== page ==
The Cu Chi Tunnels are definitely worth the day trip out of Saigon. Vietnamese are proud of their resolve in their prolonged history of struggle against invading armies, and the story of the people of Cu Chi is indicative of that spirit. Just 65km (40 miles) northwest of Saigon, the Cu Chi area lies at the end of the Ho Chi Minh Trail and was the base from which Ho Chi Minh guerillas used to attack Saigon. As a result, the whole area became a "free-fire zone" and was carpet-bombed in one of many American "scorched-earth" policies. But the residents of Cu Chi took their war underground, literally, developing a network of tunnels that, at its height, stretched as far as Cambodia and included meeting rooms, kitchens, and triage areas -- an effective network for waging guerilla warfare on nearby U.S. troops. The U.S. Army's 25th Infantry Division was just next door, and there are detailed maps denoting land that was either U.S. held, Vietminh held, or in dispute.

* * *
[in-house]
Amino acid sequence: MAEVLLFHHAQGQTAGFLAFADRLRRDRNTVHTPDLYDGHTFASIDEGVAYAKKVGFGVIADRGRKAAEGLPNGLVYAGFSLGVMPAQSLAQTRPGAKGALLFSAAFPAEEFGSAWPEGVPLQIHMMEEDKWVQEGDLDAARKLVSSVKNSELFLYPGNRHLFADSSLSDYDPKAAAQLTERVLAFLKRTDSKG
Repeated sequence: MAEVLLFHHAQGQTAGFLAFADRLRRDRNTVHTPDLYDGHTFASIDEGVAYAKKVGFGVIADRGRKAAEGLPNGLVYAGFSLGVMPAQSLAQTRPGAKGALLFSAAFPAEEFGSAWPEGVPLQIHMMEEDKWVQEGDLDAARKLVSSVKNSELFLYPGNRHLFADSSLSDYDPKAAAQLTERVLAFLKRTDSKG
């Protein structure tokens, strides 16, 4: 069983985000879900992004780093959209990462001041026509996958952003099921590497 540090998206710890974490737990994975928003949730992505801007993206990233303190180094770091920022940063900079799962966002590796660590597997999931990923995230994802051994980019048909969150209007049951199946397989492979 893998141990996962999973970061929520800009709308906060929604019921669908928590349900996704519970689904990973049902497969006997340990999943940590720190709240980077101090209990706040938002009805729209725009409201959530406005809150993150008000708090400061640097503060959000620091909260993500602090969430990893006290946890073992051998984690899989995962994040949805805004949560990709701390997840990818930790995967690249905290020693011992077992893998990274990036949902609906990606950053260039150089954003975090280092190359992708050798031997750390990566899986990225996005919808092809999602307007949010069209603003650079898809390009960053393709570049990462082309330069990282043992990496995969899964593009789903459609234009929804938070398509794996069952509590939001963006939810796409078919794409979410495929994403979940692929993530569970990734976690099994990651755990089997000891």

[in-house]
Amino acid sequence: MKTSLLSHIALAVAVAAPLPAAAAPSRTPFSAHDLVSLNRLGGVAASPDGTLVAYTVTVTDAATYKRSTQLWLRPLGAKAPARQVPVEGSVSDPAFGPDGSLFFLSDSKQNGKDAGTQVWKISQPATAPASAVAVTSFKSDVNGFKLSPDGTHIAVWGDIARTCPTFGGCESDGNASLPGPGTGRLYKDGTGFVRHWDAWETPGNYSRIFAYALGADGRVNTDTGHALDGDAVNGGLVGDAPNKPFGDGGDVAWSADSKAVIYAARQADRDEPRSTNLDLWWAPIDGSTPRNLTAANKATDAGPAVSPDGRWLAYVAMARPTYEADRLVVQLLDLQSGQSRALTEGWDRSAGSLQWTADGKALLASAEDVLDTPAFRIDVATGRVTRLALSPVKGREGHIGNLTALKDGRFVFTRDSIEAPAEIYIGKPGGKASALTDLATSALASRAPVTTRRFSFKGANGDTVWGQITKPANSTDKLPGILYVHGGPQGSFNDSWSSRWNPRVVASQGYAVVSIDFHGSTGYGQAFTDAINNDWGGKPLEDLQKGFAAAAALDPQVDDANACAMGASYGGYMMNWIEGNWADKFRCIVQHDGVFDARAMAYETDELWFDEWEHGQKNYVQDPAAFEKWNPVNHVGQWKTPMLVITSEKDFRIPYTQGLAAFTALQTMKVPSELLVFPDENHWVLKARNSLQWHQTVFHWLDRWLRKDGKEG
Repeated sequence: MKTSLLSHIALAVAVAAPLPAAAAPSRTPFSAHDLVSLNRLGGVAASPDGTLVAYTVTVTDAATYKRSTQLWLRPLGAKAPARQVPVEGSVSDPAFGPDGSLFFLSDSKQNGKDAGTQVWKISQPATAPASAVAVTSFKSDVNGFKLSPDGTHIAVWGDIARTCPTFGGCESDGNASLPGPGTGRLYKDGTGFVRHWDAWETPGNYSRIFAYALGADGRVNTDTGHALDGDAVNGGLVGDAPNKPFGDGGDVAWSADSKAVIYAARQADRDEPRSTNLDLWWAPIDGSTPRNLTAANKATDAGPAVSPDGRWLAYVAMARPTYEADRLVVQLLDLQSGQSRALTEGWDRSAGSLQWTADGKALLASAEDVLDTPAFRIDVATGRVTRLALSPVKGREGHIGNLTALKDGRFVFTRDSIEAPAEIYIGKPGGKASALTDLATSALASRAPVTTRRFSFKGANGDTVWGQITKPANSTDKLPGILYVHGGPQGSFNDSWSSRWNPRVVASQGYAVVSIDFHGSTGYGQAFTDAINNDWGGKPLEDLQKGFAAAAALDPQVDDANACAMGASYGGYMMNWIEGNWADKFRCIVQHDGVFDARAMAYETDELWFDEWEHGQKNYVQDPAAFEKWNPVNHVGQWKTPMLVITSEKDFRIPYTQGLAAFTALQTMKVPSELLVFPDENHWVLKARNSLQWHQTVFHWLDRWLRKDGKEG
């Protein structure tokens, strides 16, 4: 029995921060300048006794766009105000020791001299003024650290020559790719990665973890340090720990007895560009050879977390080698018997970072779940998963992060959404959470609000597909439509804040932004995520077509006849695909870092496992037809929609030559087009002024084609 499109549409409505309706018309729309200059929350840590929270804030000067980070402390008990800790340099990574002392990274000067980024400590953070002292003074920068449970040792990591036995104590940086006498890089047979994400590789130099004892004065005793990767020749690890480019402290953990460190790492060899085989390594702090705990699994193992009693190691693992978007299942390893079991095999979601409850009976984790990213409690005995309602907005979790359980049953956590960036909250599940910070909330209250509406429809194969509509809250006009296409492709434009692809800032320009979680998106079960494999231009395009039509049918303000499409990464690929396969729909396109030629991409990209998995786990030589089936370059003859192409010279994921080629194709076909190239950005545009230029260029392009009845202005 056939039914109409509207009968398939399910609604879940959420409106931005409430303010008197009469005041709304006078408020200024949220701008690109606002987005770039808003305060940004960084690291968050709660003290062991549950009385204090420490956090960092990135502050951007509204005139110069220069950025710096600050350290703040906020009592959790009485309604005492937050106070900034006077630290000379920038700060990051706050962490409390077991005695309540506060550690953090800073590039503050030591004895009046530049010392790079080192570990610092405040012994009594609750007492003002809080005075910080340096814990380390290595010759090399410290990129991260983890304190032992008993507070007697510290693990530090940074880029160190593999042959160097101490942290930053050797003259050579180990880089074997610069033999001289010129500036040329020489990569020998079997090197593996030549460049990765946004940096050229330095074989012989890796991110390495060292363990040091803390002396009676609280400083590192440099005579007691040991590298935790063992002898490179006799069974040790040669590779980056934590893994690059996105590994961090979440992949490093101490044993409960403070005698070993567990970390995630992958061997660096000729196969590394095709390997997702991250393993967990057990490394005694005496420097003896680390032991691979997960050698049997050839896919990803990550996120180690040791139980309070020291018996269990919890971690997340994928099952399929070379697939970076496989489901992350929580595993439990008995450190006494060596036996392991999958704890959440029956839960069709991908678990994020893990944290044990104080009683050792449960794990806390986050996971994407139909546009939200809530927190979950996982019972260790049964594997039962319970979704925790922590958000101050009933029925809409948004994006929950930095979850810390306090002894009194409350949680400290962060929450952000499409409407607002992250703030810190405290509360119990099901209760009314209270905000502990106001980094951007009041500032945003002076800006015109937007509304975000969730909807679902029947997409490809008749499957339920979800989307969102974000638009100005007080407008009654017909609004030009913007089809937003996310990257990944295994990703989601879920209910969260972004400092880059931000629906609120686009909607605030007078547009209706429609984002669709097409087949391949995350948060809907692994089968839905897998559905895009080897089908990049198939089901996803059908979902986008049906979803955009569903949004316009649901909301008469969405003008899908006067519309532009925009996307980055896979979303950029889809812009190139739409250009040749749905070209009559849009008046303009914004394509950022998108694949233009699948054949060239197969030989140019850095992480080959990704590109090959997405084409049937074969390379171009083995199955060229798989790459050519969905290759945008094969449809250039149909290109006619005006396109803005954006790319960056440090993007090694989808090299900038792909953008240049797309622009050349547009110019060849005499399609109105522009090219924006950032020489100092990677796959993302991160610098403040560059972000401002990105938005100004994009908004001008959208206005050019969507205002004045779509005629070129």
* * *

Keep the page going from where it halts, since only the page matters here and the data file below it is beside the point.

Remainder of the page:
Visitors first watch a war-era propaganda film that's so over-the-top it's fun. The sight supports a small museum of photos and artifacts, as well as an extensive outdoor exhibit of guerilla snares and reconstructions of the original tunnels and bunkers. Wear your "play clothes" if you choose to get down in the temples; the experience is dirty and claustrophobic. There is also a shooting range where, for $1 per bullet, you can try your hand at firing anything from a shotgun to an AK-47. At the end of the tour, visit the dining hall and try the steamed tapioca that was a Cu Chi staple. Souvenir hawkers abound. A half-day trip can be arranged with any tour company in Saigon, often including a visit to the Cao Dai Temple .